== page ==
The Safety Risks Posed by Restraints

Empty hospital bed

Office of the Chief Coroner says bed rails should only be used after a full risk assessment

An expert committee of the Chief Coroner’s office is highlighting the safety risks posed by restraints after the deaths of two patients in retirement homes.

The first patient death investigated by the Geriatric and Long-Term Care Review Committee was an 88-year-old man who died from asphyxia secondary to obstruction of nares as a result of becoming caught in a circular “Halo safety ring” extension on the side of his bed. It is believed that the patient got his chin caught in the circle of the Halo and his neck was compressed between the mattress and the ring, with his body on the floor. The combination of neck compression and obstruction of his nares as a result of a previous surgery resulted in his inability to ventilate himself resulting in death from mechanical asphyxia.

The second patient was a 92-year-old man who died as the result of bed entrapment and neck compression between a portable bed rail and the mattress of his bed. He was found with the lower part of his body on the floor, with his head trapped between rail and mattress.

This case involved entrapment in between the rail and mattress. If this distance is too large, head entrapment can occur. The recommended distance is less than 120mm.

Between 1985 and January 1, 2009, 803 incidents of patients caught, trapped, entangled, or strangled in beds with rails were reported to the U.S. Food and Drug Administration. Of these reports, 480 people died, 138 had a nonfatal injury, and 185 were not injured because staff intervened. Most patients were frail, elderly or confused.

Clear standards exist for both fixed bed rails and portable bed rails to minimize the risk of bed entrapment. Safety standards recommend that portable bed rails be securely anchored and that no gaps exist between the mattress and rail.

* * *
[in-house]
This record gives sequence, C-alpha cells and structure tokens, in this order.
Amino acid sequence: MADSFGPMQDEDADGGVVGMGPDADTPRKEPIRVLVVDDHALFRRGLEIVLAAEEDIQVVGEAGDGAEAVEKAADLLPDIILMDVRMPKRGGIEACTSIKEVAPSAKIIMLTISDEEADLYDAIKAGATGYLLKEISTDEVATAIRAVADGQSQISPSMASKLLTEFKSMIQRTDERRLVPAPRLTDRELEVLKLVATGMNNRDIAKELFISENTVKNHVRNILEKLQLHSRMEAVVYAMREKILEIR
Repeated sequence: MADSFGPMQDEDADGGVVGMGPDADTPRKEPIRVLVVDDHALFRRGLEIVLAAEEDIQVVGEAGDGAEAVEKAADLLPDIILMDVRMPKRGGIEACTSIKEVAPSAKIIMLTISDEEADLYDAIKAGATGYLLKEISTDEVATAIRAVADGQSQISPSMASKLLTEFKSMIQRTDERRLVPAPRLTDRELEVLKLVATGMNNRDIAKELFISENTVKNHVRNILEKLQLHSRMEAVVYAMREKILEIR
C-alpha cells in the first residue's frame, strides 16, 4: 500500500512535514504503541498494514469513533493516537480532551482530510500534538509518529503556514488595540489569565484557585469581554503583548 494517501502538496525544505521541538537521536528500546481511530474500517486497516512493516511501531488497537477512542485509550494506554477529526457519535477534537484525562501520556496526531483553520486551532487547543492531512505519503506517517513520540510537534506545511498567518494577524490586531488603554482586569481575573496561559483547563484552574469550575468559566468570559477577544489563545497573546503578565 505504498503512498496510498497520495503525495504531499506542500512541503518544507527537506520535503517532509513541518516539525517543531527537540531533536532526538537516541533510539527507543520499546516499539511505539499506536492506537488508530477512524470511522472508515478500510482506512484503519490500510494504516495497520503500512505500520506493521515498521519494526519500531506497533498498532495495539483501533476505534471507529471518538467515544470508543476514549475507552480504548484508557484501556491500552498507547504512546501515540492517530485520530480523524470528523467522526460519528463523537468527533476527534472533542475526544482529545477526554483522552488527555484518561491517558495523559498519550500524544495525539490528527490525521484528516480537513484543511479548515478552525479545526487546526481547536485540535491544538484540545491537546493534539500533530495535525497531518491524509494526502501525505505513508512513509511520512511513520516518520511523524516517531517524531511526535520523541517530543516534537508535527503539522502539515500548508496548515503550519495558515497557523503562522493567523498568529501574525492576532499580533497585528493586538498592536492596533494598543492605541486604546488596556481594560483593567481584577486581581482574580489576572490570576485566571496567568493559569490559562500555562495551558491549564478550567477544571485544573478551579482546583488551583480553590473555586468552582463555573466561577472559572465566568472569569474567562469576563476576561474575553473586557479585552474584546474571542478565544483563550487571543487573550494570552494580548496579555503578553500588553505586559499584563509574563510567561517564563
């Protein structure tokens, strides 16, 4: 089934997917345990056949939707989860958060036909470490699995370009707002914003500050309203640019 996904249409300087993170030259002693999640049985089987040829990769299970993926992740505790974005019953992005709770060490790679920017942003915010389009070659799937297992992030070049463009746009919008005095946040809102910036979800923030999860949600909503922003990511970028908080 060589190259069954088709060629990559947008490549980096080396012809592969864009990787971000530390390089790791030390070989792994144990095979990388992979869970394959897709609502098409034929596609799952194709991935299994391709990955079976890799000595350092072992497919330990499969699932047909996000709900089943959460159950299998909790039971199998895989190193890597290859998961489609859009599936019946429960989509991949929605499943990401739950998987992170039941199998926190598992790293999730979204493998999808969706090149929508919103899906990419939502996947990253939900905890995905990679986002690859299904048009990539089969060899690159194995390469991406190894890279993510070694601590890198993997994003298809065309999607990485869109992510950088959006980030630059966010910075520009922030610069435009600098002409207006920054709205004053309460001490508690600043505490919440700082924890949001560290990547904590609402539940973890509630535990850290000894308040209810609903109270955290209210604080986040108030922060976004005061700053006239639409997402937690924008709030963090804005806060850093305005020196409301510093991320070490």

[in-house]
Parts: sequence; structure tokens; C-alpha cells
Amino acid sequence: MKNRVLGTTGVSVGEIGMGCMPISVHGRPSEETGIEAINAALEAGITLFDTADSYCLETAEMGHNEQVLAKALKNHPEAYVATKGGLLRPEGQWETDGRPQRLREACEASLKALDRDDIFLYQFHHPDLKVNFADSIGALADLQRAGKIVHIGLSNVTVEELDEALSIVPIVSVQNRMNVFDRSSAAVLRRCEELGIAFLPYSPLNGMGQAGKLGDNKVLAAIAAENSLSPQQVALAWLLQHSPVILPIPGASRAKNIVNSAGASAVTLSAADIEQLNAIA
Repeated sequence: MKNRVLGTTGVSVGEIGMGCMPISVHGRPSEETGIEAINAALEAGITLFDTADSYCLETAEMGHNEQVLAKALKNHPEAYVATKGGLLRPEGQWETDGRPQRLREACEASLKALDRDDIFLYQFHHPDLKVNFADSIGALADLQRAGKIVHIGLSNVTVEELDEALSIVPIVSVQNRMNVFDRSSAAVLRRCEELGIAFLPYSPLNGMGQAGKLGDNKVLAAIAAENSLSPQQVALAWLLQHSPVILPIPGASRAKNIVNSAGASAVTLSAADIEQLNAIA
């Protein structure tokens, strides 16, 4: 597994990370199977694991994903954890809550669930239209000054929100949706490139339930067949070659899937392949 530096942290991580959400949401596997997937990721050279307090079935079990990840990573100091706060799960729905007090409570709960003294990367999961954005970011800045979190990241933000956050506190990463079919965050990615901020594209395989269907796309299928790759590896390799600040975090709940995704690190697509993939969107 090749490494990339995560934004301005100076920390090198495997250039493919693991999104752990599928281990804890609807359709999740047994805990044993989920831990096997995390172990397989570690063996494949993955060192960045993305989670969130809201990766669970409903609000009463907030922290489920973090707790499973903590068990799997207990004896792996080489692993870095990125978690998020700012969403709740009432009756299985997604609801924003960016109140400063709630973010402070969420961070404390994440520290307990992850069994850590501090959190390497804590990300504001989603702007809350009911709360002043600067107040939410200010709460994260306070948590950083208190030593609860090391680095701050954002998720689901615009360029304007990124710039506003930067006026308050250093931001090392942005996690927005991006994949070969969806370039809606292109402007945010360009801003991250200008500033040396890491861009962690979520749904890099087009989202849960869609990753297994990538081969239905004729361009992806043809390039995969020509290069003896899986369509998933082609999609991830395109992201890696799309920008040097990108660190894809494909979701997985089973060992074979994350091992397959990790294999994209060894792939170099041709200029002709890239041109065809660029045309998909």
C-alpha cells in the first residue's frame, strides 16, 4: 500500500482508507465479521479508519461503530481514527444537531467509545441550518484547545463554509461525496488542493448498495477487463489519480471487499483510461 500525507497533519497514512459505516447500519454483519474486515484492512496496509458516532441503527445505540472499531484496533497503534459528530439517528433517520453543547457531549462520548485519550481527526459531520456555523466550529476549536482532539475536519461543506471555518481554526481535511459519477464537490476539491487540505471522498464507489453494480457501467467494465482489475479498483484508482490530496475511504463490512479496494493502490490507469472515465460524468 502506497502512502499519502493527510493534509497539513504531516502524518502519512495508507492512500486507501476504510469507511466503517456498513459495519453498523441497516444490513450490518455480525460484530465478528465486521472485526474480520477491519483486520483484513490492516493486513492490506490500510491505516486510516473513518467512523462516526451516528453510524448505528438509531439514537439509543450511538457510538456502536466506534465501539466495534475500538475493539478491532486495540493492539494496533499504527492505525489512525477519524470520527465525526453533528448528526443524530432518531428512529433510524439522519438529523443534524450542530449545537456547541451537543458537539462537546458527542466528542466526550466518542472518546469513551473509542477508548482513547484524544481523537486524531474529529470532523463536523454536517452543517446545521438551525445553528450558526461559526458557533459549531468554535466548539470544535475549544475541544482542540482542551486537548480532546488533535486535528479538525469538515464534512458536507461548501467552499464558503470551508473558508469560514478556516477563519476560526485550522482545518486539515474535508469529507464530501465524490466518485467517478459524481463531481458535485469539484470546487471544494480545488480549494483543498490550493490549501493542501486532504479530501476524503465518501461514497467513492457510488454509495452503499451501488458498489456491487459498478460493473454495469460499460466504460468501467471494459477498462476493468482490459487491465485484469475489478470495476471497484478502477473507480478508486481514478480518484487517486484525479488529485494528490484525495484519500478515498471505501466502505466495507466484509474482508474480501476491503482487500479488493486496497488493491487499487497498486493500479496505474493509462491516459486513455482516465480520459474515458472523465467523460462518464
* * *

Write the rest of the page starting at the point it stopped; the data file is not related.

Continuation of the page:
The FDA in the United States has defined adult portable bed rails as “any bed rail product or device that is attachable and removable from a bed, not designed as part of the bed by the manufacturer, and is installed on or used along the side of a bed.”

In October 2015, Health Canada re-announced a recall of several bed rails following the report of an entrapment death. This recall stated that, “when attached to an adult’s bed without the use of safety retention straps, the handle can shift out of place, creating a dangerous gap between the bed handle and the side of the mattress. This poses a serious risk of entrapment, strangulation and death.”

Although in this particular case, the patient’s bed rail might have been compliant with the standards, “bed rails should be used with care and only after a full, documented risk assessment has been carried out for each patient, stated the Committee.

The Geriatric and Long-Term Care Review Committee recommends that acute care and long-term care facilities, both licensed and unlicensed, have a detailed policy regarding the use of restraints (chemical and physical, including bed side rails). All staff caring for patients should review these policies (i.e. inservices) on a regular basis. New staff should be oriented to these policies prior to commencing patient contact. These policies should include detailed instruction on the various types of restraints, their application, and ways to maximize safety.